How widespread are captives?
How integrated are captives in today’s market?
Based on the existence of more than 7,000 operating captive insurance companies and more than three decades of mainstream market and regulatory acceptance, the captive insurance model can be considered, by nearly all measures, a well-accepted risk-management option in today’s market.
This was certainly not always the case. State and federal insurance regulators and tax authorities have scrutinized, analyzed and challenged from many angles the use of captives. In the end, the captive market is better for it. What stands in the market today are captive options that have been clarified and refined. The long-term value of a well-structured captive is now much more clear and predictable.
To say that the captive insurance model is well accepted does not mean that there are no longer any challenges from a regulatory perspective. It is true that there are standard captive structures that have become well accepted. But the market continues to evolve and new captive structures and innovative uses for captives are being designed all the time. As you would expect, any new business methodology that either impacts the Internal Revenue Service’s standard of living or runs afoul of an insurance regulator’s standards of acceptable practice will be subject to some degree of scrutiny. Nevertheless, the fact that the debate has moved from “should a captive be permitted to exist at all” to whether certain customized versions should be permitted is another strong indicator of market acceptance.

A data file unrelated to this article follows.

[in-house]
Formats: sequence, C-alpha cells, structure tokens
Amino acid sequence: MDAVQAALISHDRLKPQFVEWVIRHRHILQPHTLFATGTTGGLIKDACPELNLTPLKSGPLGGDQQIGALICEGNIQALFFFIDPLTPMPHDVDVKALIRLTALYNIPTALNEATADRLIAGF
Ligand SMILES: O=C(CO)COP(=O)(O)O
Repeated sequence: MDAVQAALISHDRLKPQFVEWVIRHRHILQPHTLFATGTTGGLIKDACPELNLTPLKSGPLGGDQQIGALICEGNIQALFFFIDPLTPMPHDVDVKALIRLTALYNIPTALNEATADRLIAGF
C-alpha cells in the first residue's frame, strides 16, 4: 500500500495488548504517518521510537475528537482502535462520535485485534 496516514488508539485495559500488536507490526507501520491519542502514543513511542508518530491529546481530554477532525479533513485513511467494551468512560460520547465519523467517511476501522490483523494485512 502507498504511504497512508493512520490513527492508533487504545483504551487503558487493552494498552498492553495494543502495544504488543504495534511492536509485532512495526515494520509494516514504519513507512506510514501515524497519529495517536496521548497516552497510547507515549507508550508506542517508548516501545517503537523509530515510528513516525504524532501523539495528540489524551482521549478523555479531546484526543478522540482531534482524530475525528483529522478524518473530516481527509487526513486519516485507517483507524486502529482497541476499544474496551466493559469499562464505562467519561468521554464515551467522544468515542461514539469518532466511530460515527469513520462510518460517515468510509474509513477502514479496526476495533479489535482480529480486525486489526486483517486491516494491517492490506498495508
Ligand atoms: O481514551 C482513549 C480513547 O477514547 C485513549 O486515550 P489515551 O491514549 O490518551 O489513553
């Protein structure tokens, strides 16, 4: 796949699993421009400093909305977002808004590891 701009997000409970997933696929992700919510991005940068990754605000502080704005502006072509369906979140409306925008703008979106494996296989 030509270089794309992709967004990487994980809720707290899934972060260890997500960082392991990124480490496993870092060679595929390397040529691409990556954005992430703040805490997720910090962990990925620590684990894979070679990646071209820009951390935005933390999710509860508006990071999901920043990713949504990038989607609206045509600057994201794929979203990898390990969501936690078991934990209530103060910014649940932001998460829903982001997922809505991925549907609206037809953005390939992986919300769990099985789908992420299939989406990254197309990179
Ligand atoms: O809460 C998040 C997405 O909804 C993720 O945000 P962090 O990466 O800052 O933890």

There is no question that one of the most important drivers for market acceptance and long-term market integration of captives was the recognition in the mid 1990s that in proper circumstances, premiums paid to captives would be deductible. The IRS affirmed the deductibility of premiums paid to a captive by the captive owner’s separate subsidiary companies. Premiums paid to a captive directly by the parent company exclusively were not deductible.
Once the premium deductibility issue was settled to the point where tax professionals could be confident in premium deductibility, captives started forming in record numbers.
In the 15 years between 1991 and 2006, the total number of captives in the world market rose from 3,000 to 6,000 – a doubling of the number globally. During the same period, Vermont, the leading captive jurisdiction in the U.S., saw a nearly 340% increase in captives formed from 234 to 791.
One reason for the significant jump in numbers of captives is that smaller companies have discovered the captive benefits. Initially, the captive market was shaped by the largest corporations with complex risk-financing issues to manage. Once captives became commonplace, opportunities for their use became more obvious and available to smaller companies looking for flexibility and greater control. For example, captives are frequently used today by a variety of small-business professionals ranging from contractors to physicians. These professionals have discovered the distinct advantages of using a captive as a key component of their overall risk-financing strategy.
New applications for captives are being developed all the time and are worth evaluating for your particular risk-management situation. Consulting a professional risk management advisor with captive expertise will provide insight into options for your specific needs.